“In Sana’a, from morning to night, people worry about the petrol shortage, power outages, and simply getting the basics to live,” explains Faizah Al-Sulimani. Faizah works with the Small and Micro Enterprise Promotion Service, a local organization in Yemen supported by the World Bank. “As Yemenis, we need to find another solution so that we can have a good quality of life.”
Yemen has been embroiled in a protracted conflict that, since 2015, has turned the poorest country in the Middle East and North Africa region into the world’s worst humanitarian crisis. By the end of 2019, its death toll had reached 233,000 people, with half of the deaths caused by a lack of food or access to health care, as well as the lack of basic infrastructure to provide these services.
Out of a total population of about 29 million, about 20 million Yemenis are food insecure and at risk of malnutrition, with two-thirds unable to afford enough food and water. Over 4 million people have fled their homes. Communicable diseases, including diphtheria and dengue fever, have spread throughout the country. And with the onset of COVID-19, Yemen faces yet another challenge.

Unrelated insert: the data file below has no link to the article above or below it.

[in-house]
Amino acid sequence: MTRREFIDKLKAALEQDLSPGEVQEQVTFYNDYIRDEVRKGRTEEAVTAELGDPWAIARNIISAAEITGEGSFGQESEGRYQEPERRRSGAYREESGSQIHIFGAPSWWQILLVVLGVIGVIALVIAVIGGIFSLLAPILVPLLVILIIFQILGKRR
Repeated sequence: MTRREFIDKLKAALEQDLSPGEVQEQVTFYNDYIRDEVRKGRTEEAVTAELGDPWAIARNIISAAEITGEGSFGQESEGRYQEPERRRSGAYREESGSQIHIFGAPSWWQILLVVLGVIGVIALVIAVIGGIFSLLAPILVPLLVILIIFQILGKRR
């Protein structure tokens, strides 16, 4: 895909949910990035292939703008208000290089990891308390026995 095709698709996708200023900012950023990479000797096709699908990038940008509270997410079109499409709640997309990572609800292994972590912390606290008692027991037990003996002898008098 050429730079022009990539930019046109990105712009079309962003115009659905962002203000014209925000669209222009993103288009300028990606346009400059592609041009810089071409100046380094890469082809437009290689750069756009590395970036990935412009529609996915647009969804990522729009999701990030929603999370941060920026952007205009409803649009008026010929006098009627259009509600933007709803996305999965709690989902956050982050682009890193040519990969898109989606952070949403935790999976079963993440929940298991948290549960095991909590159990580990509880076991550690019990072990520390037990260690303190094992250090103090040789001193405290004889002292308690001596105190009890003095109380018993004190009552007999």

“While the conflict has increased existing vulnerabilities in Yemen, other crises such as COVID-19 and floods have aggravated the situation,” says Abdulelah Taqi. Taqi is a donor reporting officer with the Social Development Fund (SFD), one of the remaining national institutions, which has been supported by the World Bank since its inception in 1997. “My family members and I lead a village life in our country’s capital city [of Sana’a]. We drive on broken roads, study in totally dark nights, and line up to get water from public distribution tanks.”
After one of the worst cholera outbreaks in modern history, in which millions of people were infected, the health system in Yemen is on the brink of collapse. Yemen’s health facilities are ill equipped to respond to the COVID-19 pandemic. Intermittent blackouts have stymied doctors’ abilities to treat patients. To make this harrowing situation even worse, Yemen is now also facing a locust outbreak, further threatening food security throughout the country.